And, if we’re going to be completely honest, it’s going to launch a thousand think pieces. Shyamalan’s treatment of Dissociative Identity Disorder is insensitive at best. While this is great for the film’s low-budget, exploitation film bonafides, it will be an area that some viewers rightfully will not be able to look past.

The movie wrapped around McAvoy doesn’t quite live up to the grand ambition of his performance. It’s a small movie, set almost entirely in a series of rooms in a basement, and there are stretches where Shyamalan seems to be spinning his wheels and wasting time so he can propel us into the grand finale.  It doesn’t help that Richardson and Sula don’t contribute much to the movie, existing mostly to scream and cry and stand around in their underwear.

However, Taylor-Joy, who was nothing short of outstanding in The Witch earlier this year, makes for a strong protagonist. Her character’s dark past, revealed in flashbacks, initially feels exploitative and gross before it is suddenly revealed to be the entire crux of the movie. That’s actually Split in a nutshell – what looks like a nasty exploitation picture is actually something slicker, stranger, and more weirdly empathetic. The dynamic between McAvoy and Taylor-Joy takes far too long to reveal itself, but it’s very satisfying when it does.

Shyamalan’s defining traits, both positive and not, are on display: his occasionally wooden dialogue, scenes where characters have quiet, measured conversations that avoid talking about what they should be talking about, moments of genuine dread, a surprising amount of (effective!) comedy, and yes, an ending that will get a lot of people talking. It’s not quite a twist, and it will be lost on many, many moviegoers, but it’s an exciting, ambitious beat that elicited an audibly excited response from the Fantastic Fest crowd.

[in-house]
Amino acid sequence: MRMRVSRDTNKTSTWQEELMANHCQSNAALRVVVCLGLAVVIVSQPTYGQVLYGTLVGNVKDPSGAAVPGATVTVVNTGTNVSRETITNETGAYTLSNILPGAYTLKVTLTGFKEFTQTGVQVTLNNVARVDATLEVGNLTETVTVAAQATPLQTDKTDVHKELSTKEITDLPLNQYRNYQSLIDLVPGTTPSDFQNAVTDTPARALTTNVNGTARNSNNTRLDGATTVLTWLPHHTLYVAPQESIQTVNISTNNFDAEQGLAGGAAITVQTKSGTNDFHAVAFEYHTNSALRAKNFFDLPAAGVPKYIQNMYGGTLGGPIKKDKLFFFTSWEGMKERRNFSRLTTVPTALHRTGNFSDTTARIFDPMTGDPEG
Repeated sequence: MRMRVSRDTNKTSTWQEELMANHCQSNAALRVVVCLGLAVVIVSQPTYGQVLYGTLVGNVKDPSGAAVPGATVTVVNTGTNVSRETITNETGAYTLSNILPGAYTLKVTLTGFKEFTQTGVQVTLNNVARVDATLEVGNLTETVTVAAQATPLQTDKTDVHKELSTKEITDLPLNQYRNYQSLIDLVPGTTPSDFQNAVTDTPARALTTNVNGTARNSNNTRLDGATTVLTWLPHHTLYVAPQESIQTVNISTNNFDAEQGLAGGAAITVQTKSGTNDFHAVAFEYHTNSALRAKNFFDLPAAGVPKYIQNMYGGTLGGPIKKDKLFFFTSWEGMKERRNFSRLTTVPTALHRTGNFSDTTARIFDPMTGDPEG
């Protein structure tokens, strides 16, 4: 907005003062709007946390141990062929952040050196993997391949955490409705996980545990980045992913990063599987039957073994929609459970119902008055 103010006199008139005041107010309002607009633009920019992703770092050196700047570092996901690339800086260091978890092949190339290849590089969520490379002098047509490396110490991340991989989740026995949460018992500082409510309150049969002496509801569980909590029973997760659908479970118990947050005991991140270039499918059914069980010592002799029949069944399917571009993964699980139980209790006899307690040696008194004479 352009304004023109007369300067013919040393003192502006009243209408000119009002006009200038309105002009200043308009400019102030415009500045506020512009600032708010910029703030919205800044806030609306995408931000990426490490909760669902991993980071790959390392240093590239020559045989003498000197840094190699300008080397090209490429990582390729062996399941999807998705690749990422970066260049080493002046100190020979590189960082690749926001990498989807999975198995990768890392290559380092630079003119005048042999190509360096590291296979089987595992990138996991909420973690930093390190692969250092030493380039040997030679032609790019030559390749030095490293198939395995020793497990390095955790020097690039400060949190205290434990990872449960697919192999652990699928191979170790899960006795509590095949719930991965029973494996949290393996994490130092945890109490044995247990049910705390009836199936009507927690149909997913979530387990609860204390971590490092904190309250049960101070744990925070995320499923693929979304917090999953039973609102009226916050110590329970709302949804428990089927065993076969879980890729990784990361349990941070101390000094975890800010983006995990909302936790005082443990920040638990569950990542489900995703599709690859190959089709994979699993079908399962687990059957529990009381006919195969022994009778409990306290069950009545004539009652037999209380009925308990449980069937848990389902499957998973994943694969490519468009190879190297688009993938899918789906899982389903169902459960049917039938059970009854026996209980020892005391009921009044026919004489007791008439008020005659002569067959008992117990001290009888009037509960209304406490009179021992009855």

While Split is just intense enough and just weird enough and just surprising enough, the film is best summed up by a sequence where McAvoy, playing his nine-year-old personality, dances in his room. This high-concept thriller pushes pause for a probably-too-long scene that exists simply because Shyamalan seemingly thinks kids (and adults acting like kids) and rap music is the funniest combination in the world. It’s not a traditional choice. It will annoy as many people as it amuses. It is the kind of scene that wouldn’t have made it to the final cut if anyone else was behind the camera. It’s Shyamalan at his most indulgent, at his most Shyamalan-ian. And at his best and his worst, there really isn’t anyone quite like him.

/Film Rating: 7 out of 10

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About the Author

Jacob Hall is the managing editor of /Film, with previous bylines all over the Internet. He lives in Austin, Texas with his wife, his pets, and his board game collection.